SWTOR: Catching Up

The Jedi Under Siege Update has brought me back to SWTOR for another brief visit. I know, I’m a bit behind the curve. Things kept coming up. I played through the new story initially on my agent, but the return of Nadia Grell made this a perfect opportunity to finally bring my Jedi consular up to date, and that’s where the real story is, so let’s talk about that.

The Jedi and Sith do battle on Ossus in Star Wars: The Old RepublicThis will contain spoilers for all of the story to date, including Jedi Under Siege.

The downward slide:

When I’d left off, my Jedi had been about halfway through Knights of the Fallen Empire. Getting him caught up meant finishing off that expansion, Eternal Throne, and the subsequent patches.

I’d forgotten how good Eternal Throne was. Fallen Empire is good, but Eternal Throne is close to the best the game has ever been, rivaling and in some ways exceeding the best of the original class stories.

It’s a shame they couldn’t keep up that momentum.

I didn’t really notice so much at the time with months of time in between each update, but when you play through it all in one go, the drop-off in quality after Eternal Throne is stark. The War for Iokath is entirely forgettable, and the Traitor arc had some interesting ideas but is far too rushed to properly flesh any of them out.

This is a bit of a tangent, but can we also take this moment to acknowledge the fact that the Republic is the evil faction now?

My consular, Senya Tirall, and Arcann in Star Wars: The Old RepublicSeriously, the Republic’s been showing a shady side since Shadow of Revan (and arguably earlier depending on what story arcs you’ve played), but as of Eternal Throne onwards, they’re just the bad guys. The Empire has proven itself the more honourable faction time and again.

While the Republic was plotting a power grab to twist the Odessen Alliance to its own ends, Empress Acina was bargaining in good faith. While the Sith were fighting and dying to save Voss and ultimately liberate the galaxy, the Jedi were planting potatoes on Ossus and washing their hands of all responsibility. The Republic were the ones to fire the first shots on Iokath. The coming war is their fault.

I’m not sure how I feel about this. On the one hand, the Imperial loyalist in me isn’t going to complain about this smear on my enemies. On the other, I wanted the factions to be more gray, not for which is black and which is white to flip. I mean, I’m not saying the Empire doesn’t still have a very pronounced dark side (no pun intended), but they are clearly and decisively the better faction now.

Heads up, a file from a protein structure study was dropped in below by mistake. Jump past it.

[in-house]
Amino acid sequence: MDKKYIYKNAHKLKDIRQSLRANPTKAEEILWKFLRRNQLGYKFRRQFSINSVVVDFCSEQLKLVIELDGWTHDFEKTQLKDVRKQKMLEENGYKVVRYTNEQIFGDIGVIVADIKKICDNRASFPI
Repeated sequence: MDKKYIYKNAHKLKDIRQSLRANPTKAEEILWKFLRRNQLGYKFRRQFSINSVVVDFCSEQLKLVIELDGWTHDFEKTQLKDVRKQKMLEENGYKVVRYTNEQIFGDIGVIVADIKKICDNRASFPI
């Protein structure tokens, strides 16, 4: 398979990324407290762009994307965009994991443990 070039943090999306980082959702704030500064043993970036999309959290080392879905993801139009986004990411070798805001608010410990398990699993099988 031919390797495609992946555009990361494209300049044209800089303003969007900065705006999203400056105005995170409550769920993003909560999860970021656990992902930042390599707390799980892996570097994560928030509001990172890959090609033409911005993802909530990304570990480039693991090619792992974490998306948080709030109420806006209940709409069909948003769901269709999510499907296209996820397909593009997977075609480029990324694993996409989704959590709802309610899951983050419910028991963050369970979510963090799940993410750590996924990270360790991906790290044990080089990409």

When it came time to choose sides on my Jedi, I only picked Republic out of a desire for completionism. I really wanted to go Empire, and not just because of my personal preference. It’s objectively the right choice. Siding with the Republic after Eternal Throne means betraying a loyal ally (Acina) for people who spent the last five years abandoning and backstabbing you.

And that brings us to the latest story.

To Ossus:

The battle over Ossus in Star Wars: The Old RepublicThe trouble with Ossus is that it’s clearly the first part of a new story arc, and therefore hard to judge in isolation. When viewed as part of the larger whole, it might take on a new light. With that in mind, I try not to be too harsh, but right now I’m not exactly thrilled.

Obviously the headline here is that the war between the Empire and Republic is taking centre stage again. I don’t have the knee-jerk negative reaction to this faction conflict that I do to the endlessly tedious Alliance/Horde war in WoW, but it’s not something that thrills me, either.

The trouble with any story like this is that, as I have said before, neither side can ever really win or lose. The structure of the game prevents it. So it’s a conflict that has no real drama.

It worked in the base game because the faction war was just a backdrop for our class stories. We each had our individual stories to give us personal motivation, whether it be unmasking the Children of the Emperor or fighting to earn a place on the Dark Council. We need a similar hook or twist now to make things interesting, and while that might be coming later, Ossus doesn’t provide that. It feels like a side quest at best.

I’m also concerned that this may be too much an attempt to reset the story. I’m okay with taking the focus away from Zakuul and back to the base factions, but we can’t totally ignore recent events. Lana, Theron, the Alliance, and the war with Zakuul have all been too much a part of the game for too long to be swept under the rug. I really hope that’s not how this is going to play out.